Spider-Man speaks to riders for a few moments before leaping away toward the nearby OsCorp warehouse.  His action causes the SCOOP to slide in an out of control way, causing it to almost crash into a garbage truck.  The truck features animation for the cab, but the tipping bucket above is another clever physical effect.  Since 2012, the cab has featured a cameo of famed Marvel Comics legend Stan Lee if you look closely. Riders then break through the doors of the warehouse and see parts of the stolen Statue of Liberty.  It seems like this is the hideout of the Sinister Six, the gang of supervillains that took the Statue of Liberty earlier that night.

Shadows of rats can be seen on crates while the tablet of the Statue hangs above.  Turning the corner, you can see the Sinister Six demonstrating the Anti Gravity Cannon that Doctor Octopus possesses, lifting the Torch of the Statue of Liberty.  They don’t notice the SCOOP at first, but Jamison asking what’s happening tips them off to our presence, and the chase is on.  First, Electo, a villain capable of controlling electricity, stops the vehicle in front of a power control panel.  When he uses a giant plug to electrocute the SCOOP, the panels and dials all go crazy next to the screen.  Turning to the right, SCREAM, a Symbiote (an alien lifeform who takes over humans and provides them with superpowers while taking their aggression to dangerous levels) jumps toward riders from a stolen tank, but Doctor Octopus grabs her with one of his cyber tentacles.  He yells that riders are his, and he shoots the Anti Gravity Cannon above.  This causes the head of the Statue of Liberty to rise in the air.  He shoots again, this time hitting a crate that rises in a cloud of smoke.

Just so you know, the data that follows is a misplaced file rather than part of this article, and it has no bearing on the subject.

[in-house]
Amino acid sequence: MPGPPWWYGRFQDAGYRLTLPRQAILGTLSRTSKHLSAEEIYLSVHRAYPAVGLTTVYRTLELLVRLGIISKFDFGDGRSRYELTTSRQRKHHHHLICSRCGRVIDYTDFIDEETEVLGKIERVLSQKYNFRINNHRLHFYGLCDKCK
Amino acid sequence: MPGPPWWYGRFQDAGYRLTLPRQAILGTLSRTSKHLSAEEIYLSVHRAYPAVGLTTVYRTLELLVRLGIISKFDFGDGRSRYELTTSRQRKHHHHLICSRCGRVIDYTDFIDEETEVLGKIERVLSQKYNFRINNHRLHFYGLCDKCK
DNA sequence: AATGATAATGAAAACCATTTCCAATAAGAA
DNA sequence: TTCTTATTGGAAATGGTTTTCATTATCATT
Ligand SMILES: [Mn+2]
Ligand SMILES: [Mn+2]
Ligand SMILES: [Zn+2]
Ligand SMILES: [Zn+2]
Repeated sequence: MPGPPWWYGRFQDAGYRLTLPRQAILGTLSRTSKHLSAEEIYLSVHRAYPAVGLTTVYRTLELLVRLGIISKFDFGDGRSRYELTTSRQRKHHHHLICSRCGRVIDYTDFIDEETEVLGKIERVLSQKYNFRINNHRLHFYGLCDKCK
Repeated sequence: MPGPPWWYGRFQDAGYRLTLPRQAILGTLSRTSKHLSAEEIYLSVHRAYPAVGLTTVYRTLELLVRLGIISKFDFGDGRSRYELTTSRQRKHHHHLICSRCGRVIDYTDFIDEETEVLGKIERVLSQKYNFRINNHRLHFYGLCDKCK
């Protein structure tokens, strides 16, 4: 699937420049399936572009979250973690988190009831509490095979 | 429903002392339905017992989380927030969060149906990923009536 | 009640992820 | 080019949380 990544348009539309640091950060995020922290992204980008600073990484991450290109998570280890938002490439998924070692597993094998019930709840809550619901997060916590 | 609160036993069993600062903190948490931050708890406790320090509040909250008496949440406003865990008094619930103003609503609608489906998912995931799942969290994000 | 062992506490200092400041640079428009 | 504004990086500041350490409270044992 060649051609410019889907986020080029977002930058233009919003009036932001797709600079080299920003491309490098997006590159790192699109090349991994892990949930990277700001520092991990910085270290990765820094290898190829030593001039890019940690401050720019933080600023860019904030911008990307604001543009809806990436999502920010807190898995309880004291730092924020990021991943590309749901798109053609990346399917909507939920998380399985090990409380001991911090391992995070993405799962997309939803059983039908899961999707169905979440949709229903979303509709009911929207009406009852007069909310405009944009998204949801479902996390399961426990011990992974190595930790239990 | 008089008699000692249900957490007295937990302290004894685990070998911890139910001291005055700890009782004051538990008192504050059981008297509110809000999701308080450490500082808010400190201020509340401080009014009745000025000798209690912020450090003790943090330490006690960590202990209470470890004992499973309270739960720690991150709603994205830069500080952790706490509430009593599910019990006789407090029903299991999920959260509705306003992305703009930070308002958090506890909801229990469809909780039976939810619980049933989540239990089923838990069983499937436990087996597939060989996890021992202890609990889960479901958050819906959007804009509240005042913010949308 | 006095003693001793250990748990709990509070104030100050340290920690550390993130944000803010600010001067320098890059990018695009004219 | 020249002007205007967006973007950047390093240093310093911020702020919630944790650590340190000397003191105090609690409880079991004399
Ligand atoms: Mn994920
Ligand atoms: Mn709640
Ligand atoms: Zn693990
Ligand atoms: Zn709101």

Things calm down a little in the sewers, and Spider-Man asks the new recruits to return to the Bugle as things are too dangerous right now.  Hydro-Man lifts the SCOOP from the water behind him, causing Spider-Man to punch him ineffectively.  He lurches at riders, causing water drops to fall from the ceiling.  He punches out, breaking a steam pipe and sending riders careening backward.

The SCOOP now stops in front of a brick wall that is broken down piece by piece by Doctor Octopus, who then threatens riders with a flame that comes out of his tentacles.  The fire is made all too real for the riders, thanks to a heat projector directed at the car.  Luckily, Doctor Octopus loses his grip and falls backward.  An interesting illusion is then created, lifted straight out of old ghost trains and dark rides: how do you simulate going uphill with a perfectly flat track?  The walls and ceilings of the exit tunnel are angled to give riders the impression they are driving up out of the sewers.  This pure, yet smart illusion present in the attraction makes it so much better than the simple sum of all its parts.